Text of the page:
This article was written by Martha Hayden and was originally published on The Restless Viking website on January 24, 2023.
Resting peacefully at the top of Mount Franklin in Grayling, Michigan are PFC John Conroy and Pvt. George Lange. When were they buried here? Why was this location chosen? Why are there only two graves? Chuck, my husband, said, “This is a mystery to history.” He and I wanted to investigate. Join us as we hike to the smallest military cemetery and learn about these soldiers’ lives and what had brought them to their final resting spot.
Militia History In Grayling
In the 1850’s two militia groups had been formed in the area: The East Saginaw Guards and the Union Grays. They had fought in the Civil War (1861-1865) and the Spanish-American War (1898).
Back in 1913 Rasmus Hanson, a lumber baron, had generously donated 138,000 acres of land in his will for military training and recreation. This area became Camp Grayling. In 1916 the two militia groups combined to form the 125th infantry Regiment.
These men bravely fought in World War One (1914-1917) and World War Two (1939-1942). Their training had continued until they were called into the Korean War (1950-1953). The United States joined the Vietnam conflict in 1965, sending Camp Grayling’s trainees over seas once again. Troops continued to practice their skills for decades and then fought in Afghanistan shortly after September 11, 2001. As many of you know, Camp Grayling is still training the National Guard’s men and women today!
Hanson Hills Recreation Area
So, part of this land had also been dedicated to create a community recreation area in 1929. Nearly a century later, The Hanson Hills Recreation Area is still providing family fun! There’s a playground, hiking trails and a picnic area. In the winter tubing, cross country and downhill skiing are options for entertainment. Chuck and I traversed these grounds on a quiet fall day.
During a training exercise in the mid 1950’s Captain Garland Bud Joyce had randomly discovered these two graves on top of Mount Franklin. He began caring for the site to honor the fallen men. In 1958 The Quartermaster ordered new plaques. Captain Joyce continued to care for the small cemetery and set a precedent of respecting these comrades. Now members of Camp Grayling continue this tradition, even holding ceremonies on Memorial Day.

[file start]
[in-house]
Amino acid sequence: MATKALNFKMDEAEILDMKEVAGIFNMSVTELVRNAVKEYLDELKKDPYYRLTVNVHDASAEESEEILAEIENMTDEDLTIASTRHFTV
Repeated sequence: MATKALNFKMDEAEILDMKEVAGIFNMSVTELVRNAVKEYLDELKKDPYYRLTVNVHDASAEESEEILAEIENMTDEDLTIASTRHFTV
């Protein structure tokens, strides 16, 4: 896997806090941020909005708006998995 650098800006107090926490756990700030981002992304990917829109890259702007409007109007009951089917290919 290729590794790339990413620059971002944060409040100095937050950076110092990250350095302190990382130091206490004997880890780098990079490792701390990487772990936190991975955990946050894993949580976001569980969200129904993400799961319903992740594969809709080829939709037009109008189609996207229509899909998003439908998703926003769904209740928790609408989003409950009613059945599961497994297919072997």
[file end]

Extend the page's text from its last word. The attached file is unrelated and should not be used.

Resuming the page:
Chuck and I strode solemnly toward the ski hill on this September afternoon. As we hiked Chuck spoke of the two servicemen buried at the top of the rise. His reverence was layered with respect for the numerous men he’d served with during his Army career.
Private First Class John A. Conroy
PFC John A. Conroy had been born in Portland, Oregon on March 19, 1902. Following his second year in college, Conroy joined the 125th infantry Regiment on February 18, 1927. Six months later he contracted pneumonia causing his death on August 15, 1927. Written in his record, he didn’t have any relatives listed. I had so many questions. What brought him to Michigan from out west? What had inspired John Conroy to join the 125th? Sadly, some answers will remain unknown.
Private George A. Laine
Private George A. Laine had started his life in Gwynn, Michigan on Oct. 10, 1913. After completing two years of high school, he joined the 125th Regiment in February 1938. He apparently drown in nearby Frog Lake on July 14, 1939 during an exercise. He was only 24 years old. I wondered what George Laine’s dreams had been. These young lives had both ended too soon.
A State Cemetery
Why were they buried here and not in a plot like Arlington National Cemetery? PVT Laine and PFC Conroy hadn’t qualified to be buried in a national cemetery. There are only two national cemeteries in Michigan. One is located at Fort Custer in Battle Creek and the other is The Great Lakes National Cemetery near Holly. So, maybe it was more ideal to inter them here creating a State Cemetery.
There weren’t records about why this exact spot had been chosen, but it has provided a stunning view. Tim DesMoines, the maintenance coordinator at Hanson Hills, claimed, “I grew up here in Grayling, and I never heard anything about it ’til I started working here.” As quoted from an interview with Al Parker in 2019.
I believe every life holds an eternal spirit. Let’s always be mindful of those who have lived, respecting them and learning all we can from their experiences. Cherishing the memories of my people who have passed and continuing to display respect for our military are an important pieces to my life.
Chuck and Martha Hayden, aka The Viking and Poppins, enjoy going on adventures off the beaten path. They also like to share their explorations with others. The Viking is a retired expedition leader while Poppins is a retired teacher. The two offer independent views of their journeys showcasing places, people, and cultures as they explore the world. Visit and follow them on their website and social media accounts. Website | Facebook | Instagram |YouTube
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